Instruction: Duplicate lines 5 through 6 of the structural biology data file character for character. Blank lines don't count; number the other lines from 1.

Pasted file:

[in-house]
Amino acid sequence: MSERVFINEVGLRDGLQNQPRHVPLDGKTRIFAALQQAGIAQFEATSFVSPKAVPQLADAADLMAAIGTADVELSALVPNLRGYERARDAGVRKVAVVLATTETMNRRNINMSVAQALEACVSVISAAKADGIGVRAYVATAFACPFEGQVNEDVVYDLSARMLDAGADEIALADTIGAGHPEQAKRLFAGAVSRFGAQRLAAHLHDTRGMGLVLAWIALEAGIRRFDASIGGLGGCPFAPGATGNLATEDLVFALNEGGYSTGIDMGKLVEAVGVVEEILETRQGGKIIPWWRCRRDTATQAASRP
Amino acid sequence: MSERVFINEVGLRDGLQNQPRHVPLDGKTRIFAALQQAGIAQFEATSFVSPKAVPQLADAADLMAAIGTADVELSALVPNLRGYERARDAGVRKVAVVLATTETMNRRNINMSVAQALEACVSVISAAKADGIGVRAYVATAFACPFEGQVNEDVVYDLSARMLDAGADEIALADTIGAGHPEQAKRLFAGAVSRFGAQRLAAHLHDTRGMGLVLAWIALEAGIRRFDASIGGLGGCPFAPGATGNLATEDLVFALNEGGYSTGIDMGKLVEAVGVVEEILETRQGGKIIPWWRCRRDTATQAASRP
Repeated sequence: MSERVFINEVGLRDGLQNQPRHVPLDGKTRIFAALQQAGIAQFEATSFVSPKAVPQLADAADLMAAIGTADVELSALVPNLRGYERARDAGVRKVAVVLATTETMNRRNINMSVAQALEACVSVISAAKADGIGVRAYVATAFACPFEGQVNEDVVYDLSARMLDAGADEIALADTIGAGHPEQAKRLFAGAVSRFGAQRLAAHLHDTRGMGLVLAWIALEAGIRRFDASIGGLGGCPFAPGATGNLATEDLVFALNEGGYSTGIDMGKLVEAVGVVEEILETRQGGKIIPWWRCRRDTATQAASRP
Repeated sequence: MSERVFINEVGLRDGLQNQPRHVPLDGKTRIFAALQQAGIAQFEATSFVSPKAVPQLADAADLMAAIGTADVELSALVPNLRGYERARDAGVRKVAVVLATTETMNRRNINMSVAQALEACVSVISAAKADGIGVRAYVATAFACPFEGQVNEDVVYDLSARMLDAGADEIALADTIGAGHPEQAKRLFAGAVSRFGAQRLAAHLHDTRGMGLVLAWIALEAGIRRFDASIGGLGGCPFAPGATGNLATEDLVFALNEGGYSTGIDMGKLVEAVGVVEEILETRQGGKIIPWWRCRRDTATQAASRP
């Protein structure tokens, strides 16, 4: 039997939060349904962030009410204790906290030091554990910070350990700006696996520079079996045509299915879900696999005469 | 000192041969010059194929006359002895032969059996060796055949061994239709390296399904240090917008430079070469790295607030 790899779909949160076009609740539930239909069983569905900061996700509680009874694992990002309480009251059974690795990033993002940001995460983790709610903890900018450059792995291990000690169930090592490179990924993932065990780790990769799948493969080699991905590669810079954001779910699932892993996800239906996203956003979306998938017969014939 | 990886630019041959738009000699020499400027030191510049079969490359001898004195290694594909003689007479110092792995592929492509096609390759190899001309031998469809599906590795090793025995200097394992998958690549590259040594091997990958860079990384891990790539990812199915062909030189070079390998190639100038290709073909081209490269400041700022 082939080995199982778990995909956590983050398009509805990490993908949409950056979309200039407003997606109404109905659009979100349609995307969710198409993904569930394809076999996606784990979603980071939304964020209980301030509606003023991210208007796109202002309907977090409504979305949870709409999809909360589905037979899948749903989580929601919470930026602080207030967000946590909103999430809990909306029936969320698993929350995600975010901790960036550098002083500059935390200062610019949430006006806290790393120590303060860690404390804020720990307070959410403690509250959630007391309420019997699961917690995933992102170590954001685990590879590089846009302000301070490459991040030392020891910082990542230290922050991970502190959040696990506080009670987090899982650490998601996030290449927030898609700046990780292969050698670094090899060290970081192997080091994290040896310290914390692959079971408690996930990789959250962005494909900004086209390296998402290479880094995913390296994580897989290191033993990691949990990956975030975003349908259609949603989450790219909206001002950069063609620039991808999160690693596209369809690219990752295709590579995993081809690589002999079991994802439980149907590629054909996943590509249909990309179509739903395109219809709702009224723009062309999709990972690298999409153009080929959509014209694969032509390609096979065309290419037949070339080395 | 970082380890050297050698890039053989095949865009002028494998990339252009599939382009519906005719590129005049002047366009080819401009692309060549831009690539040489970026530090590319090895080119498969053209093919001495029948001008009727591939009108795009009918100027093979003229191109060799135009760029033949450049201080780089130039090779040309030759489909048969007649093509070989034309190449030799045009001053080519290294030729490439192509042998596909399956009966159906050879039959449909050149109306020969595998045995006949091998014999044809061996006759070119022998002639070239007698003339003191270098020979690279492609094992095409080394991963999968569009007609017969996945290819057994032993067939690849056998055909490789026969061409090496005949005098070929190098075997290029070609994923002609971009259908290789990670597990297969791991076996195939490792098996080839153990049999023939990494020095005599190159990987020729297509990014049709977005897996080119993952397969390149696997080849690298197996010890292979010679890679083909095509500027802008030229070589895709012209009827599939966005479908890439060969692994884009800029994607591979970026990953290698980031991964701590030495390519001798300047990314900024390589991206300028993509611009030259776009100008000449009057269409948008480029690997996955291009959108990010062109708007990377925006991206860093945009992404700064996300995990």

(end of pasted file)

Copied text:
Repeated sequence: MSERVFINEVGLRDGLQNQPRHVPLDGKTRIFAALQQAGIAQFEATSFVSPKAVPQLADAADLMAAIGTADVELSALVPNLRGYERARDAGVRKVAVVLATTETMNRRNINMSVAQALEACVSVISAAKADGIGVRAYVATAFACPFEGQVNEDVVYDLSARMLDAGADEIALADTIGAGHPEQAKRLFAGAVSRFGAQRLAAHLHDTRGMGLVLAWIALEAGIRRFDASIGGLGGCPFAPGATGNLATEDLVFALNEGGYSTGIDMGKLVEAVGVVEEILETRQGGKIIPWWRCRRDTATQAASRP
């Protein structure tokens, strides 16, 4: 039997939060349904962030009410204790906290030091554990910070350990700006696996520079079996045509299915879900696999005469 | 000192041969010059194929006359002895032969059996060796055949061994239709390296399904240090917008430079070469790295607030 790899779909949160076009609740539930239909069983569905900061996700509680009874694992990002309480009251059974690795990033993002940001995460983790709610903890900018450059792995291990000690169930090592490179990924993932065990780790990769799948493969080699991905590669810079954001779910699932892993996800239906996203956003979306998938017969014939 | 990886630019041959738009000699020499400027030191510049079969490359001898004195290694594909003689007479110092792995592929492509096609390759190899001309031998469809599906590795090793025995200097394992998958690549590259040594091997990958860079990384891990790539990812199915062909030189070079390998190639100038290709073909081209490269400041700022 082939080995199982778990995909956590983050398009509805990490993908949409950056979309200039407003997606109404109905659009979100349609995307969710198409993904569930394809076999996606784990979603980071939304964020209980301030509606003023991210208007796109202002309907977090409504979305949870709409999809909360589905037979899948749903989580929601919470930026602080207030967000946590909103999430809990909306029936969320698993929350995600975010901790960036550098002083500059935390200062610019949430006006806290790393120590303060860690404390804020720990307070959410403690509250959630007391309420019997699961917690995933992102170590954001685990590879590089846009302000301070490459991040030392020891910082990542230290922050991970502190959040696990506080009670987090899982650490998601996030290449927030898609700046990780292969050698670094090899060290970081192997080091994290040896310290914390692959079971408690996930990789959250962005494909900004086209390296998402290479880094995913390296994580897989290191033993990691949990990956975030975003349908259609949603989450790219909206001002950069063609620039991808999160690693596209369809690219990752295709590579995993081809690589002999079991994802439980149907590629054909996943590509249909990309179509739903395109219809709702009224723009062309999709990972690298999409153009080929959509014209694969032509390609096979065309290419037949070339080395 | 970082380890050297050698890039053989095949865009002028494998990339252009599939382009519906005719590129005049002047366009080819401009692309060549831009690539040489970026530090590319090895080119498969053209093919001495029948001008009727591939009108795009009918100027093979003229191109060799135009760029033949450049201080780089130039090779040309030759489909048969007649093509070989034309190449030799045009001053080519290294030729490439192509042998596909399956009966159906050879039959449909050149109306020969595998045995006949091998014999044809061996006759070119022998002639070239007698003339003191270098020979690279492609094992095409080394991963999968569009007609017969996945290819057994032993067939690849056998055909490789026969061409090496005949005098070929190098075997290029070609994923002609971009259908290789990670597990297969791991076996195939490792098996080839153990049999023939990494020095005599190159990987020729297509990014049709977005897996080119993952397969390149696997080849690298197996010890292979010679890679083909095509500027802008030229070589895709012209009827599939966005479908890439060969692994884009800029994607591979970026990953290698980031991964701590030495390519001798300047990314900024390589991206300028993509611009030259776009100008000449009057269409948008480029690997996955291009959108990010062109708007990377925006991206860093945009992404700064996300995990």